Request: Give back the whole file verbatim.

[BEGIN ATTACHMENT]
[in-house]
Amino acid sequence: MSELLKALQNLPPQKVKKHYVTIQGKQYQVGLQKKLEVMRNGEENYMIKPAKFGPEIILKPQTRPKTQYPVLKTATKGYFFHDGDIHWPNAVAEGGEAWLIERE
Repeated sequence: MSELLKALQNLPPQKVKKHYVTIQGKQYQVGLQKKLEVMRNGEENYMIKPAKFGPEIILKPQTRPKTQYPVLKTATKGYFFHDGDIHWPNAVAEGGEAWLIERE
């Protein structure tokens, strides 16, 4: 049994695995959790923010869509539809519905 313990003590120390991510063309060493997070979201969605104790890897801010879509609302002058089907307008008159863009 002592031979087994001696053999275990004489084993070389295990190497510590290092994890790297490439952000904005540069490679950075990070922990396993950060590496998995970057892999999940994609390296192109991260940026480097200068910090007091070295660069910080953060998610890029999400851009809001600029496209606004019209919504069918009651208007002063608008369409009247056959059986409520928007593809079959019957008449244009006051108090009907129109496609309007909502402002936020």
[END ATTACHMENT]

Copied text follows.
[in-house]
Amino acid sequence: MSELLKALQNLPPQKVKKHYVTIQGKQYQVGLQKKLEVMRNGEENYMIKPAKFGPEIILKPQTRPKTQYPVLKTATKGYFFHDGDIHWPNAVAEGGEAWLIERE
Repeated sequence: MSELLKALQNLPPQKVKKHYVTIQGKQYQVGLQKKLEVMRNGEENYMIKPAKFGPEIILKPQTRPKTQYPVLKTATKGYFFHDGDIHWPNAVAEGGEAWLIERE
């Protein structure tokens, strides 16, 4: 049994695995959790923010869509539809519905 313990003590120390991510063309060493997070979201969605104790890897801010879509609302002058089907307008008159863009 002592031979087994001696053999275990004489084993070389295990190497510590290092994890790297490439952000904005540069490679950075990070922990396993950060590496998995970057892999999940994609390296192109991260940026480097200068910090007091070295660069910080953060998610890029999400851009809001600029496209606004019209919504069918009651208007002063608008369409009247056959059986409520928007593809079959019957008449244009006051108090009907129109496609309007909502402002936020």